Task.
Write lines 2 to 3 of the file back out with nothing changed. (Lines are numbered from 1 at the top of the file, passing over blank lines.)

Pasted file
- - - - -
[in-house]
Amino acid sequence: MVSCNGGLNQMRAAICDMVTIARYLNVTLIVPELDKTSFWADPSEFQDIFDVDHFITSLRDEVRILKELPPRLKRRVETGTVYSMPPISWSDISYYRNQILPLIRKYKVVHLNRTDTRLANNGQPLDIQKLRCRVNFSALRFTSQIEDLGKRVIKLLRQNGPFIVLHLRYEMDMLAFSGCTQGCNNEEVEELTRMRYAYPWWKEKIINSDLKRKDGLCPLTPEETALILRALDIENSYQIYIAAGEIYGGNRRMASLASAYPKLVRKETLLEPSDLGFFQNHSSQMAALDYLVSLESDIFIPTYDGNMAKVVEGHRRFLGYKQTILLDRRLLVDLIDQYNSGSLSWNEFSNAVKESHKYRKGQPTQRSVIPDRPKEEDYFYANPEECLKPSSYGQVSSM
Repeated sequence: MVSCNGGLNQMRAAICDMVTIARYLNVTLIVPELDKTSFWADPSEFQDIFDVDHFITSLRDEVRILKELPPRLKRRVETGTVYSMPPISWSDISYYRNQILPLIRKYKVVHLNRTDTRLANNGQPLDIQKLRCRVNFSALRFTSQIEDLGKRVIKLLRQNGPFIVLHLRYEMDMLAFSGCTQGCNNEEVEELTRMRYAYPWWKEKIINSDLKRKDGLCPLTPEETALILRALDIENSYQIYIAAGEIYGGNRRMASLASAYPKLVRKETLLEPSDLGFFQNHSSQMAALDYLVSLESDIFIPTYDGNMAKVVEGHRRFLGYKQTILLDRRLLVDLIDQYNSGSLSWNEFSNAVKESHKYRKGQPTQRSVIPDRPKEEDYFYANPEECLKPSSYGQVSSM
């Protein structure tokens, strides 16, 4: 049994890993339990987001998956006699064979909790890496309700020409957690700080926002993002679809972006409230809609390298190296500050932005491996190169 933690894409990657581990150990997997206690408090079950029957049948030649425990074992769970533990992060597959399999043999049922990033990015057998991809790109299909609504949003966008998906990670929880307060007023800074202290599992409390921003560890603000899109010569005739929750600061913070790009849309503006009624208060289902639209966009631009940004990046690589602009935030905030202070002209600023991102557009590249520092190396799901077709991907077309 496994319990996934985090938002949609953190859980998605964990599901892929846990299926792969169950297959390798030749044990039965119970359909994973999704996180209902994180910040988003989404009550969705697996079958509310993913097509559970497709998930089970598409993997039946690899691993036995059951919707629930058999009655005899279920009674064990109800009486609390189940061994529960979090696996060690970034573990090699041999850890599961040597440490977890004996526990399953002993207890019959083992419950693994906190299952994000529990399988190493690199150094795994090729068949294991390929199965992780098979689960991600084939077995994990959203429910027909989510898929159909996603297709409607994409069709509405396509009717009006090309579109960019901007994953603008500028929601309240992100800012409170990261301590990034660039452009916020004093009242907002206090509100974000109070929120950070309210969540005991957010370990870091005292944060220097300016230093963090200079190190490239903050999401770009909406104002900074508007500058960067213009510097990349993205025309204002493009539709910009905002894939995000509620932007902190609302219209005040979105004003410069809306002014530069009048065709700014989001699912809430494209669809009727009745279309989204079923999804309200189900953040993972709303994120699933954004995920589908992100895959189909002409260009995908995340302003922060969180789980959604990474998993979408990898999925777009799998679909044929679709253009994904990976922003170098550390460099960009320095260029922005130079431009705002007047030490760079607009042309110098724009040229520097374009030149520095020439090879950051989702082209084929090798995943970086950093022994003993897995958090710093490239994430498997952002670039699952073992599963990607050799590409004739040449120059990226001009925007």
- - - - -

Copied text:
Amino acid sequence: MVSCNGGLNQMRAAICDMVTIARYLNVTLIVPELDKTSFWADPSEFQDIFDVDHFITSLRDEVRILKELPPRLKRRVETGTVYSMPPISWSDISYYRNQILPLIRKYKVVHLNRTDTRLANNGQPLDIQKLRCRVNFSALRFTSQIEDLGKRVIKLLRQNGPFIVLHLRYEMDMLAFSGCTQGCNNEEVEELTRMRYAYPWWKEKIINSDLKRKDGLCPLTPEETALILRALDIENSYQIYIAAGEIYGGNRRMASLASAYPKLVRKETLLEPSDLGFFQNHSSQMAALDYLVSLESDIFIPTYDGNMAKVVEGHRRFLGYKQTILLDRRLLVDLIDQYNSGSLSWNEFSNAVKESHKYRKGQPTQRSVIPDRPKEEDYFYANPEECLKPSSYGQVSSM
Repeated sequence: MVSCNGGLNQMRAAICDMVTIARYLNVTLIVPELDKTSFWADPSEFQDIFDVDHFITSLRDEVRILKELPPRLKRRVETGTVYSMPPISWSDISYYRNQILPLIRKYKVVHLNRTDTRLANNGQPLDIQKLRCRVNFSALRFTSQIEDLGKRVIKLLRQNGPFIVLHLRYEMDMLAFSGCTQGCNNEEVEELTRMRYAYPWWKEKIINSDLKRKDGLCPLTPEETALILRALDIENSYQIYIAAGEIYGGNRRMASLASAYPKLVRKETLLEPSDLGFFQNHSSQMAALDYLVSLESDIFIPTYDGNMAKVVEGHRRFLGYKQTILLDRRLLVDLIDQYNSGSLSWNEFSNAVKESHKYRKGQPTQRSVIPDRPKEEDYFYANPEECLKPSSYGQVSSM